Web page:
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How Slippery are the A22LS and A32?


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We pull back the throttle to idle opposite the piano keys on downwind, then glide to base & final at 60 kt 2 up & 54 kt solo (54 kt is best glide speed). We also pull on the first stage of flaps after closing the throttle. Depending on wind and judgement you may need to pull 2nd stage for landing.

 

 

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yeah they do stand out don't they - is that a name for the colour - VVV yellow? I'll be doing a TIF in the Gympie A22 on Tuesday 1st May - looking forward to it...

I am pretty sure the colour is called Retina Yellow. Apparently it was going to be used for street signs, like t-intersection signs, but it was too bright.

 

 

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hey birdseye, I remember what my instructor told me about pulling the throttle to idle at the end of downwind - on my first solo...first surprise was the acceleration on takeoff without an instructor in the back seat - Wow, big difference and you had to be on the ball with those pedalsthen I pulled the throttle at the end of downwind and I saw straight away why he said "get that stick forward FAST" - it felt like it hit a brick wall !!!

 

how interesting is that - to have an aircraft that behaves so differently for the student on his first solo - makes you really think about the "high drag low inertia" aspect of the WB Drifter

 

people say if you can fly a Drifter you can fly anything - not so sure about that but for sure it is a real classic little beasty - mine will be back in the air - soon......

 

BP

Your low inertia aircraft had even less inertia without the instructor ballast. Fairly self-evident.
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We pull back the throttle to idle opposite the piano keys on downwind, then glide to base & final at 60 kt 2 up & 54 kt solo (54 kt is best glide speed). We also pull on the first stage of flaps after closing the throttle. Depending on wind and judgement you may need to pull 2nd stage for landing.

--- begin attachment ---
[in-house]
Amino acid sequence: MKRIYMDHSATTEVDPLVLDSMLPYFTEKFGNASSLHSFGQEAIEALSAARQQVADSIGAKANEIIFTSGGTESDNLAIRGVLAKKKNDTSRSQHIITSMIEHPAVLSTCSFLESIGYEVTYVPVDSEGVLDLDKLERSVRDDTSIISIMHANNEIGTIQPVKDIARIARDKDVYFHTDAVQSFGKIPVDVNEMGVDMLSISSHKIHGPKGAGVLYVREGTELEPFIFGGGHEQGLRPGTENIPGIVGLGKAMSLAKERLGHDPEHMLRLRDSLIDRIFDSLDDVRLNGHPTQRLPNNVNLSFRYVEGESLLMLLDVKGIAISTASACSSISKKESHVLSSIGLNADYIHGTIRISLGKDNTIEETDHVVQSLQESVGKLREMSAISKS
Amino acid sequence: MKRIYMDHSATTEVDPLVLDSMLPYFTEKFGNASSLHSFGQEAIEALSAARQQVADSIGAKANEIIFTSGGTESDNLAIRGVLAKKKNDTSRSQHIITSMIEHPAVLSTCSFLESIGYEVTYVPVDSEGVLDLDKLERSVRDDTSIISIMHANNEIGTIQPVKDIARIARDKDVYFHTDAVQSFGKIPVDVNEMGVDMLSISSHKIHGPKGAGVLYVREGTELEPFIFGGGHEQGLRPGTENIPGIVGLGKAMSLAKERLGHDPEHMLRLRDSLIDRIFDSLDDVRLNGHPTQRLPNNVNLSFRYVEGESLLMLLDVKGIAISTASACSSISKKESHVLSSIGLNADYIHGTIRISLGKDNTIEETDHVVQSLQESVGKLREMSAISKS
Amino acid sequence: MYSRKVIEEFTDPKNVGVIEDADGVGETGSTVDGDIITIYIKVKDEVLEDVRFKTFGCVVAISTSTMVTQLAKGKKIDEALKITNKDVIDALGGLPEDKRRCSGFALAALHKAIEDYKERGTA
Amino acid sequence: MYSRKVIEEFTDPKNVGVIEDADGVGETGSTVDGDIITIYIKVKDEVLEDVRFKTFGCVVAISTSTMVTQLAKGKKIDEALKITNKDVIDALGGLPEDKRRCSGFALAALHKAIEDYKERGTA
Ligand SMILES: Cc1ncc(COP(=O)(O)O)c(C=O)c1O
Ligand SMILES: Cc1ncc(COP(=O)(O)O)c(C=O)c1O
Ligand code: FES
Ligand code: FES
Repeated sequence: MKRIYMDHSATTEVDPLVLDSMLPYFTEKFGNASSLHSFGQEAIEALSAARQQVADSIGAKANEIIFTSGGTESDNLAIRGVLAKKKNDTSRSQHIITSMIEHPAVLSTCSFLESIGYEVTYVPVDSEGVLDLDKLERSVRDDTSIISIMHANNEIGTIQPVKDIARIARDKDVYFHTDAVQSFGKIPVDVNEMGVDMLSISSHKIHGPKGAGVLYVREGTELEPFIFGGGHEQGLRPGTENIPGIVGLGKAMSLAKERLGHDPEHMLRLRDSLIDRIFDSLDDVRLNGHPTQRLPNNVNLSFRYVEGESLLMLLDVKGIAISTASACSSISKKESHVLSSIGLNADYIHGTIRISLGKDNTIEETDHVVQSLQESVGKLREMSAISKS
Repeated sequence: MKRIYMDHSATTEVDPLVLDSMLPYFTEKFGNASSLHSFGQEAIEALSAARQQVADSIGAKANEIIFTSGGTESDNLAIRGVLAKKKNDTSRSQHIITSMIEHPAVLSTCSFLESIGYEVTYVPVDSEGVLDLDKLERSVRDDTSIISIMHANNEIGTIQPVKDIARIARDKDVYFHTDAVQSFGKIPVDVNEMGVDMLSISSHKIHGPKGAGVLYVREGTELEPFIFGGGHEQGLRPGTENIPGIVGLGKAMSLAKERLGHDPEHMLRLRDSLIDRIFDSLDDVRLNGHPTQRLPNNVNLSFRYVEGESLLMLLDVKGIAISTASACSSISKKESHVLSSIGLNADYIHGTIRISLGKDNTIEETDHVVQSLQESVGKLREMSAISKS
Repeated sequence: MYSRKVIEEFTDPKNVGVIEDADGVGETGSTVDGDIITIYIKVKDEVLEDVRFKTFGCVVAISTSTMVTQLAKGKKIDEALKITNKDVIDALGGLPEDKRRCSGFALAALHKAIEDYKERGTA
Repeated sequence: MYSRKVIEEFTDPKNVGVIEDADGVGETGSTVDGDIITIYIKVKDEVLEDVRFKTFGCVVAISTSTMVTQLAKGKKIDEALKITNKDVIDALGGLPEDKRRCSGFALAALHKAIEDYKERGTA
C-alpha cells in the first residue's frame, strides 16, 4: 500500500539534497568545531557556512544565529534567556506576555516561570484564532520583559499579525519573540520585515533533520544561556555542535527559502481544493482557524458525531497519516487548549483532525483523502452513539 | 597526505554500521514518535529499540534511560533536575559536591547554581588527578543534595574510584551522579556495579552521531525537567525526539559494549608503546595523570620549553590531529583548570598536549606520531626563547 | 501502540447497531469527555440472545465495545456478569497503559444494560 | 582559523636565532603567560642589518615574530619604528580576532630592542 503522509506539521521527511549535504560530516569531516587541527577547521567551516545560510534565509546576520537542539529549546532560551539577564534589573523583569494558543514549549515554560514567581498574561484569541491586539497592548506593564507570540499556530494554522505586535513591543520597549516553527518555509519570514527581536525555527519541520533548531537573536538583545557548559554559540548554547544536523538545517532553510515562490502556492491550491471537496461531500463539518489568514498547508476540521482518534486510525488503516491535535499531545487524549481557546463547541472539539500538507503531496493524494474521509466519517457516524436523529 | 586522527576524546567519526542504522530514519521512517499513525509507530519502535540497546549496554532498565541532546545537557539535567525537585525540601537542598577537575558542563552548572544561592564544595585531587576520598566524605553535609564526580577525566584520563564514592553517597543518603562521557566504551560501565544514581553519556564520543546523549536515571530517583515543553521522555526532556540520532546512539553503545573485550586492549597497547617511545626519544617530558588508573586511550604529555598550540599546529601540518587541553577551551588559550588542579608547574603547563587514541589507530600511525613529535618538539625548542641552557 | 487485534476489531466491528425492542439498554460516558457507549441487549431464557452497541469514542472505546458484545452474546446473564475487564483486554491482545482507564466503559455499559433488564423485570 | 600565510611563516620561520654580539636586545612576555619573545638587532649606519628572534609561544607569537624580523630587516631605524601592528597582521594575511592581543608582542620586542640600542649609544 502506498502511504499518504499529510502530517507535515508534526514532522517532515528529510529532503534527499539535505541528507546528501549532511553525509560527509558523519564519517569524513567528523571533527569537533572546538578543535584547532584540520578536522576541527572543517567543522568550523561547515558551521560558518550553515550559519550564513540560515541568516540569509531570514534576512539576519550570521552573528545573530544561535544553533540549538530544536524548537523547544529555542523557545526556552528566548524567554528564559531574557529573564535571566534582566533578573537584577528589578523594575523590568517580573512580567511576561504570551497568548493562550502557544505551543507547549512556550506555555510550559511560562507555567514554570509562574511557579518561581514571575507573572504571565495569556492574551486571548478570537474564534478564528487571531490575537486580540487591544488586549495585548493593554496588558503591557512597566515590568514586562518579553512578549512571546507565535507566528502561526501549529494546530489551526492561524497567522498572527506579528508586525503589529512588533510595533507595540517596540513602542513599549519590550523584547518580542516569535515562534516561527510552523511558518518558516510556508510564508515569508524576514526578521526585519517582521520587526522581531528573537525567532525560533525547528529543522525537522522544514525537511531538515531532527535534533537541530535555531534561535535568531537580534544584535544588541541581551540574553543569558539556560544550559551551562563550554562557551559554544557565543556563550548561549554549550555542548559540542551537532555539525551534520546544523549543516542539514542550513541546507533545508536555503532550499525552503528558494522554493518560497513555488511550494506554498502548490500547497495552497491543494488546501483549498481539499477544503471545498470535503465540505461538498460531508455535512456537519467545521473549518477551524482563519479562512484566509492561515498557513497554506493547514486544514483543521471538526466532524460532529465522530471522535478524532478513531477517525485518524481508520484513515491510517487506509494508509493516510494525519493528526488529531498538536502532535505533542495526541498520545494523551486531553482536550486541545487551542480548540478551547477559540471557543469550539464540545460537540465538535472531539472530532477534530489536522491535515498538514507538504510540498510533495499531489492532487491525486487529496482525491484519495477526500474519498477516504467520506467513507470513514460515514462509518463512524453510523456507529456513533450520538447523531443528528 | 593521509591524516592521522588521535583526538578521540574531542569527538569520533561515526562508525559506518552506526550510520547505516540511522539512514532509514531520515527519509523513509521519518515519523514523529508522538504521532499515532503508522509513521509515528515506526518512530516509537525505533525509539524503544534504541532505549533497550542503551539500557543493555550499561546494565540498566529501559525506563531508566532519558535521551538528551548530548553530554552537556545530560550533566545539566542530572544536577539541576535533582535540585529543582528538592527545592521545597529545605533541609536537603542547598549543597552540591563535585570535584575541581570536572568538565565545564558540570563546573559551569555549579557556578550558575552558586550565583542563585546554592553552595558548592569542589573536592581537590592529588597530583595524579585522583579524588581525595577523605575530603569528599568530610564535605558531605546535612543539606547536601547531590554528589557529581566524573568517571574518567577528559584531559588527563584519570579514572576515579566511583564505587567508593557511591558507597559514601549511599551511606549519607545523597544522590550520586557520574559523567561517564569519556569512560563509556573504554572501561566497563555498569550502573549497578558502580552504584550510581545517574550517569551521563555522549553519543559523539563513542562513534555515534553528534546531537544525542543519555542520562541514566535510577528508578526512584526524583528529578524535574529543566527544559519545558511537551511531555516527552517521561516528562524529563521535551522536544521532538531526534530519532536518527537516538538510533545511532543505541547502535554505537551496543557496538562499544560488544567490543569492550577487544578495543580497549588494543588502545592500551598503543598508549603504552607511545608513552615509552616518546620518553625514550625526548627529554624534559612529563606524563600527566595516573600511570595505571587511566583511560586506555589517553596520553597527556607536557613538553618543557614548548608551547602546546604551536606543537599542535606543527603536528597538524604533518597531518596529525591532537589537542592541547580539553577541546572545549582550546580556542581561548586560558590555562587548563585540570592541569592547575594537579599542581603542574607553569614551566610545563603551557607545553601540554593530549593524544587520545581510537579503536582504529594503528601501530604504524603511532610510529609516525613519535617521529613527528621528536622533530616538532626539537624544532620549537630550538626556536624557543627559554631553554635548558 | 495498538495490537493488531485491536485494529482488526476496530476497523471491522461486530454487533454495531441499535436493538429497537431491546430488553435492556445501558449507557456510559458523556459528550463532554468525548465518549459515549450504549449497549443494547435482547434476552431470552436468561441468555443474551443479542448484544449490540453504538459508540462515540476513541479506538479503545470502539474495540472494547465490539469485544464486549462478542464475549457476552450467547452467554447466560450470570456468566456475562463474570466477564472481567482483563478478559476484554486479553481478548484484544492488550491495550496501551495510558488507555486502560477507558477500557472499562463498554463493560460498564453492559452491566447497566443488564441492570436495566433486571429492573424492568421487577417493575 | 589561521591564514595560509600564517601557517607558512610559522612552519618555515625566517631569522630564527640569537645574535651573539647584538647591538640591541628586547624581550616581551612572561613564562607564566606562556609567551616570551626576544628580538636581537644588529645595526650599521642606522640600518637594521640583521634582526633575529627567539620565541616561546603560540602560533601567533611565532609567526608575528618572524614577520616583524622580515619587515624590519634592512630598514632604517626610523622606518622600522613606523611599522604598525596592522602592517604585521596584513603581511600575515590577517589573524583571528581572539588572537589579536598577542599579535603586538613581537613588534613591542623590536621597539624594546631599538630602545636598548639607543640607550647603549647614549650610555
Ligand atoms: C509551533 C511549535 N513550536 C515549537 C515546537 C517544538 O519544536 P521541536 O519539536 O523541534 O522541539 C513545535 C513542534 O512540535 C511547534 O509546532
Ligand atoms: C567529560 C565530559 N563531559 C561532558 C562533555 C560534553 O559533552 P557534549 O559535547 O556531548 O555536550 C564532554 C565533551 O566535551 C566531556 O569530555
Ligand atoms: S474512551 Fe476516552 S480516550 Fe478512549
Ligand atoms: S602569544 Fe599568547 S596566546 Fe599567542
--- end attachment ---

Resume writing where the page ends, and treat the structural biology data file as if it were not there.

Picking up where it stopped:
That was what I was taught to do when flying the A22, its also what I learnt in PA28s as a glide approach. Use it at a GA airfield and expect comment unless you specifically request a glide approach. A lot to be said for all approaches being glide approaches, but these days people fly GA aircraft circuits like they were in a B747.

 

 

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Judging by some of the earlier comments perhaps it's WA - my 1980s WA number plate slogan was 'State of Excitement'. It was too!

Off track, but 'state of corruption' would have been more appropriate. Fortunately NSW and Victoria took over that mantle a long time ago. Others have picked it up a little later.

 

 

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A long way to send a used aircraft.

This whole thread is in the 'far fetched' category. I really cannot believe that anyone actually believes that a RAA registered aircraft has any significant inertia. FFS, there are fat motorbikes that have more inertia. If this is the level of intelligence in the forum, then go fly paragliders.

 

 

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This whole thread is in the 'far fetched' category. I really cannot believe that anyone actually believes that a RAA registered aircraft has any significant inertia. FFS, there are fat motorbikes that have more inertia. If this is the level of intelligence in the forum, then go fly paragliders.

It's all in the descriptions; the overall message is don't try to teach yourself flying by correspondence; get in the aircraft.
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This whole thread is in the 'far fetched' category. I really cannot believe that anyone actually believes that a RAA registered aircraft has any significant inertia. FFS, there are fat motorbikes that have more inertia. If this is the level of intelligence in the forum, then go fly paragliders.

RAA aircraft do have sufficient inertia to make a difference. Otherwise, draggy RAA aircraft would behave the same as slick RAA. Instead, Foxbat's and Vixxen's behave differently, for example when coming in to land. If RAA aircraft did not have sufficient inertia to make a difference, then speeding up and slowing down would only be a function of engine power and lift required. I would go so far as to say that the concept of inertia is more important in day-to-day RAA aircraft than day-to-day GA: there is greater variability in drag. RAA goes from Drifter to Shark but GA just goes from Cub to Cirrus.

Aircraft is remaining in Queensland.

 

 

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Recently bought an A32. Got about 40 hrs on it now. There was definitely a learning curve to land it - if you don’t get your speed right you can float a long way down the runway. Once you are used to this it is easy to land and lands really short. Side slipping is useful if you find yourself to high on final approach.

 

 

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